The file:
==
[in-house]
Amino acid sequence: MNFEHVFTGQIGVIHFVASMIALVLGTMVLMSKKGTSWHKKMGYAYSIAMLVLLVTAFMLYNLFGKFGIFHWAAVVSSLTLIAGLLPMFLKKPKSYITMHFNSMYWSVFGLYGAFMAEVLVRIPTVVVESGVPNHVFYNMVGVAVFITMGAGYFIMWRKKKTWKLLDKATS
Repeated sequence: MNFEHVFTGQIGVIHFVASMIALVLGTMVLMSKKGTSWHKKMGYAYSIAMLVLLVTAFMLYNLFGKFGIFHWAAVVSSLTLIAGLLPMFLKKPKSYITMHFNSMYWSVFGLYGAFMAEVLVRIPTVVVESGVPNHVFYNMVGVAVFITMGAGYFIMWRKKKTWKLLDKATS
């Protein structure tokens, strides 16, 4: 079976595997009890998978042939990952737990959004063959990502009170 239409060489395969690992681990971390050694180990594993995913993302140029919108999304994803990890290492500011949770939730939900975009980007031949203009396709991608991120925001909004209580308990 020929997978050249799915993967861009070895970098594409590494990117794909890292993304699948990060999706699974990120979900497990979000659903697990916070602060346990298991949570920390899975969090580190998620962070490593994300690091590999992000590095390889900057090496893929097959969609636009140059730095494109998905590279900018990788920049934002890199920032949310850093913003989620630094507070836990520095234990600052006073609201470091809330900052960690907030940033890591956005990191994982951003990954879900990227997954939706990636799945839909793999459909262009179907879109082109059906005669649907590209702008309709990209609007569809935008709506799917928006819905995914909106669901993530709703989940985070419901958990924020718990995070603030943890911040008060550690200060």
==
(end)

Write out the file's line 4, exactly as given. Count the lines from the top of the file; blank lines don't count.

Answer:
């Protein structure tokens, strides 16, 4: 079976595997009890998978042939990952737990959004063959990502009170 239409060489395969690992681990971390050694180990594993995913993302140029919108999304994803990890290492500011949770939730939900975009980007031949203009396709991608991120925001909004209580308990 020929997978050249799915993967861009070895970098594409590494990117794909890292993304699948990060999706699974990120979900497990979000659903697990916070602060346990298991949570920390899975969090580190998620962070490593994300690091590999992000590095390889900057090496893929097959969609636009140059730095494109998905590279900018990788920049934002890199920032949310850093913003989620630094507070836990520095234990600052006073609201470091809330900052960690907030940033890591956005990191994982951003990954879900990227997954939706990636799945839909793999459909262009179907879109082109059906005669649907590209702008309709990209609007569809935008709506799917928006819905995914909106669901993530709703989940985070419901958990924020718990995070603030943890911040008060550690200060």